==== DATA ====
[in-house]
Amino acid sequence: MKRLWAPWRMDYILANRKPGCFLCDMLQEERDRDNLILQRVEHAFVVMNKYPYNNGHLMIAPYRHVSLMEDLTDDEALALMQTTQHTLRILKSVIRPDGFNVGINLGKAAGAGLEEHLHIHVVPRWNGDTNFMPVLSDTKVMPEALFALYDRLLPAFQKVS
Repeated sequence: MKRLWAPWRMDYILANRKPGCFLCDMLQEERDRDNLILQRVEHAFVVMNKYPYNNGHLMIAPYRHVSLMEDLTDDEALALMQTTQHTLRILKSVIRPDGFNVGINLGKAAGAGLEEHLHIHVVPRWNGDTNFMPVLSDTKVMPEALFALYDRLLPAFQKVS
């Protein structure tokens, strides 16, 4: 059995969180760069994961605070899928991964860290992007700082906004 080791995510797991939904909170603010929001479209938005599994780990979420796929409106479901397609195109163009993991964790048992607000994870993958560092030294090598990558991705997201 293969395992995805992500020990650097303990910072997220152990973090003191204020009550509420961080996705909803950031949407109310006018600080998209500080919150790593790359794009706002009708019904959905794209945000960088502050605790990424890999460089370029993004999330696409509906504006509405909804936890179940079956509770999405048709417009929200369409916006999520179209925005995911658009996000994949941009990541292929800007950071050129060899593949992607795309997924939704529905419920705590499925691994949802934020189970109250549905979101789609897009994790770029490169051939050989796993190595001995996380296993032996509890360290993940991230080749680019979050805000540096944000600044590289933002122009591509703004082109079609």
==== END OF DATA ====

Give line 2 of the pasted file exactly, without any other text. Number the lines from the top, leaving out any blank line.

Amino acid sequence: MKRLWAPWRMDYILANRKPGCFLCDMLQEERDRDNLILQRVEHAFVVMNKYPYNNGHLMIAPYRHVSLMEDLTDDEALALMQTTQHTLRILKSVIRPDGFNVGINLGKAAGAGLEEHLHIHVVPRWNGDTNFMPVLSDTKVMPEALFALYDRLLPAFQKVS